Mozambique rebels deny charges of civilian abuses. WAR ATROCITIES

Mozambique's antigovernment forces strongly deny that they are mistreating civilians in the civil war that has devastated that African country. The Washington representative of the Mozambique National Resistance Movement, or Renamo, charges that a United States government report issued last week is ``politically commissioned and politically motivated.''

The State Department report says Renamo forces have systematically killed and mistreated civilians in their battle against the government of Mozambique. It is based on in-depth interviews with nearly 200 Mozambican refugees and 50 relief workers in and around Mozambique.

Luis B. Serapiao, Renamo's representative, criticized the report's author for not visiting Renamo zones or talking with its representatives. He said Renamo welcomes visitors and quoted several Western press reports indicating good relations between Renamo and the inhabitants of areas in which it operates.

Mr. Serapiao argued that ``traumatized refugees'' can hardly be expected to speak ``confidentially and candidly'' with foreign researchers. He suggested that ``unsophisticated villagers'' would have trouble differentiating between Renamo and other attacking forces. He charged that Mozambique's government ``and its Marxist allies have embarked on a systematic program of pseudo-guerrilla operations to discredit Renamo politically ... and to alienate the populace from Renamo.''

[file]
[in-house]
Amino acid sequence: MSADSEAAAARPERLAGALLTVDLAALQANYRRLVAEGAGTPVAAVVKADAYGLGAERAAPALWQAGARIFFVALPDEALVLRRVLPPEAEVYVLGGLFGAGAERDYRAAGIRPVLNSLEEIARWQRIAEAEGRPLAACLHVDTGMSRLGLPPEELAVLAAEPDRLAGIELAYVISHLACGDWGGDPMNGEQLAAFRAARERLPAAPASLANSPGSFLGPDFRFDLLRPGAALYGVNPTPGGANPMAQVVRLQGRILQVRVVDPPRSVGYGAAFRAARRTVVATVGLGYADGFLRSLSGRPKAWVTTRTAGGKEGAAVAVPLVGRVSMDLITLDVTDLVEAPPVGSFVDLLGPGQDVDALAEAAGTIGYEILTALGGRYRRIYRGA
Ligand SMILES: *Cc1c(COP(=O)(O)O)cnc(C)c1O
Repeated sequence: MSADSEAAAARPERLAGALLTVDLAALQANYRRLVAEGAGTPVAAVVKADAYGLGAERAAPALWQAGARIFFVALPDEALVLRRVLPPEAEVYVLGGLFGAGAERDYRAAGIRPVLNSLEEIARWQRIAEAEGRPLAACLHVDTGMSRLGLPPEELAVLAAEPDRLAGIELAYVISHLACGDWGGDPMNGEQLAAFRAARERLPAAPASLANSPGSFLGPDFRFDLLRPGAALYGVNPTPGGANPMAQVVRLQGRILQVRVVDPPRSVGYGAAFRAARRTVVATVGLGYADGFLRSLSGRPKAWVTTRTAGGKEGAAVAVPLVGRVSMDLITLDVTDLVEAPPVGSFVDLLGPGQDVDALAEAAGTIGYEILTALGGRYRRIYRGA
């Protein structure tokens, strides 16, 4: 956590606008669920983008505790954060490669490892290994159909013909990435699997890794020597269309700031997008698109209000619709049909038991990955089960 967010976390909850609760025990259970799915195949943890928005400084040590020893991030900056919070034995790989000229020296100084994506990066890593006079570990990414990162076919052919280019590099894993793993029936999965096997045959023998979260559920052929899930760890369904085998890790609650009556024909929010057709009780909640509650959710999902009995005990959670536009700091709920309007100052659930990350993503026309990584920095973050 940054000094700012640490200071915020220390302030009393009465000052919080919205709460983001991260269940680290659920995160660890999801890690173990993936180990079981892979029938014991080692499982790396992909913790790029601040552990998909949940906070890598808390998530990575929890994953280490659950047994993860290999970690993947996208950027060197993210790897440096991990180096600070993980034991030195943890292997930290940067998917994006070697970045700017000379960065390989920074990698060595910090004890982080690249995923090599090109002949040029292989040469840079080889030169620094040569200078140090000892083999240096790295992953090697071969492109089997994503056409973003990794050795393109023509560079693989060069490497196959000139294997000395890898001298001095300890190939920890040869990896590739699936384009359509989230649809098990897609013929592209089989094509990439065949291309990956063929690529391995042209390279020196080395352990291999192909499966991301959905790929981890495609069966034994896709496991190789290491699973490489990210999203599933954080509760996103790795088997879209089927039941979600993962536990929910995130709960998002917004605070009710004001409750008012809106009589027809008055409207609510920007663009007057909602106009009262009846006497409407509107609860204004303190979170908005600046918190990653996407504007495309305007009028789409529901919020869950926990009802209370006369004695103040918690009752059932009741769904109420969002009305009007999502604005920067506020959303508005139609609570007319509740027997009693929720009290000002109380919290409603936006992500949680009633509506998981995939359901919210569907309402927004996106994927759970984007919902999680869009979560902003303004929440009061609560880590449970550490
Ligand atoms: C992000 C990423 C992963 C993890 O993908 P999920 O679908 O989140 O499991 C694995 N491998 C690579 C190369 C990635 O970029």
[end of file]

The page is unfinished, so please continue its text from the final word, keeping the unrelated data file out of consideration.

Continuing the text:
Chester Crocker, assistant secretary of state for African affairs, says he has ``the highest confidence'' in the report and is ``not aware of anyone who has attempted a study as serious as this.'' Other officials say the report's author has a record of meticulous and careful assessments of refugee situations around the world. He was selected by the US Coordinator for Refugee Affairs, and only later was the Africa Bureau informed.

Officials in both offices express surprise in the findings. ``We'd assumed Renamo, government troops, and roving bandits all shared in the blame,'' says one. Officials stress the consistency of reports of Renamo abuses from refugees who had fled from different areas of Mozambique and who currently reside in South Africa, which has supported Renamo, as well as in countries sympathetic to Mozambique's government.

US policy toward Mozambique is politically sensitive. Some conservative legislators, among them Sen. Jesse Helms (R) of North Carolina, champion Renamo as freedom fighters combating a communist regime. Rep. Dan Burton (R) of Indiana argues that the US should have contact with Renamo to promote negotiation

None of Renamo's congressional supporters have yet commented on the report. An aide to Mr. Helms says the senator is still studying it but at first glance he thought it was one-sided. The aide questioned the methodology, which led the report's author to project that Renamo may have killed up to 100,000 civilians on the basis of only about 200 interviews.

Another congressonal aide says that while there are problems with Renamo, there are also solid reports of government forces bombing villages thought to support the rebels and carrying out ``atrocities'' against civilians.

Reagan administration policy is to help Mozambique's government continue to move away from the Soviet bloc. Officials say Renamo does not have the international prestige or legitimacy of other resistance groups which the US supports. Other US allies agree. Britain, for example, helps train Mozambique's army.

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